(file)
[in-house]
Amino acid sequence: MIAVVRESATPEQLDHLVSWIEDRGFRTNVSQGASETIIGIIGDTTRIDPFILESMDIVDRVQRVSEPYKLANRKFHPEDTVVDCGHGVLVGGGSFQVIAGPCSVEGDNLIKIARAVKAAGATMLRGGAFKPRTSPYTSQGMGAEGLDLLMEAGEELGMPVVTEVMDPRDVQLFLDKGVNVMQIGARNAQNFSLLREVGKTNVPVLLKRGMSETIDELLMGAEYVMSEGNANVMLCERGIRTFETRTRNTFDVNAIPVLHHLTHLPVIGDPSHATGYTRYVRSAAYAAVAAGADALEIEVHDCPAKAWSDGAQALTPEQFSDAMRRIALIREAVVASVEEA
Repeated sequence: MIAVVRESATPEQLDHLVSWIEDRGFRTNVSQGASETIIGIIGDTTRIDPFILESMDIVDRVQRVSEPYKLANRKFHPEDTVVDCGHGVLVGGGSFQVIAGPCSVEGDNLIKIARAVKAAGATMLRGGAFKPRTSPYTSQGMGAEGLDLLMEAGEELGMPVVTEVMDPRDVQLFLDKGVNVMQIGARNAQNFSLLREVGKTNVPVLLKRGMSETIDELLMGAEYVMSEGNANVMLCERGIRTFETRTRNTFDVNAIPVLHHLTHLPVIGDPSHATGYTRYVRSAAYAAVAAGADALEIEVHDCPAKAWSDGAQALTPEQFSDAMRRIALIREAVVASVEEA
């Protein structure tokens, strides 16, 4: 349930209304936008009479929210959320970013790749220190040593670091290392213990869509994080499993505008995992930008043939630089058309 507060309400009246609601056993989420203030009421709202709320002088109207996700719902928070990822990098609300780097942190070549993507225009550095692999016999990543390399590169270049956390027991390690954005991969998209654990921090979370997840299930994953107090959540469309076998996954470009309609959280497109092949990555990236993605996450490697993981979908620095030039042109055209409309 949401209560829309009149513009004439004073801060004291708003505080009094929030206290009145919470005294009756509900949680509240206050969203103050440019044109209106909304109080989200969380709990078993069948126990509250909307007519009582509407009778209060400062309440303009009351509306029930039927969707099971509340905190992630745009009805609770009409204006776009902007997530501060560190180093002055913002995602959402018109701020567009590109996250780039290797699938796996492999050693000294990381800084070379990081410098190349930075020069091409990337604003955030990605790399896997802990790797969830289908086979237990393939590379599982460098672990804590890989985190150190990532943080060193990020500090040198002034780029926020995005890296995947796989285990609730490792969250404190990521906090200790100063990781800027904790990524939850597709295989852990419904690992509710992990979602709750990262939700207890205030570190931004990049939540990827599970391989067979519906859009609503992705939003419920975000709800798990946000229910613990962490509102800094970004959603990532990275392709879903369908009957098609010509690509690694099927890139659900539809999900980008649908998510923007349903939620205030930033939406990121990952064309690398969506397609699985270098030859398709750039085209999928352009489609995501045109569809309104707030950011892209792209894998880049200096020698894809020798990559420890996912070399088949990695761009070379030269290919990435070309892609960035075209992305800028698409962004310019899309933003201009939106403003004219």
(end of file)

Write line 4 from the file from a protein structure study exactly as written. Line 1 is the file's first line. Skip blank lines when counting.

């Protein structure tokens, strides 16, 4: 349930209304936008009479929210959320970013790749220190040593670091290392213990869509994080499993505008995992930008043939630089058309 507060309400009246609601056993989420203030009421709202709320002088109207996700719902928070990822990098609300780097942190070549993507225009550095692999016999990543390399590169270049956390027991390690954005991969998209654990921090979370997840299930994953107090959540469309076998996954470009309609959280497109092949990555990236993605996450490697993981979908620095030039042109055209409309 949401209560829309009149513009004439004073801060004291708003505080009094929030206290009145919470005294009756509900949680509240206050969203103050440019044109209106909304109080989200969380709990078993069948126990509250909307007519009582509407009778209060400062309440303009009351509306029930039927969707099971509340905190992630745009009805609770009409204006776009902007997530501060560190180093002055913002995602959402018109701020567009590109996250780039290797699938796996492999050693000294990381800084070379990081410098190349930075020069091409990337604003955030990605790399896997802990790797969830289908086979237990393939590379599982460098672990804590890989985190150190990532943080060193990020500090040198002034780029926020995005890296995947796989285990609730490792969250404190990521906090200790100063990781800027904790990524939850597709295989852990419904690992509710992990979602709750990262939700207890205030570190931004990049939540990827599970391989067979519906859009609503992705939003419920975000709800798990946000229910613990962490509102800094970004959603990532990275392709879903369908009957098609010509690509690694099927890139659900539809999900980008649908998510923007349903939620205030930033939406990121990952064309690398969506397609699985270098030859398709750039085209999928352009489609995501045109569809309104707030950011892209792209894998880049200096020698894809020798990559420890996912070399088949990695761009070379030269290919990435070309892609960035075209992305800028698409962004310019899309933003201009939106403003004219």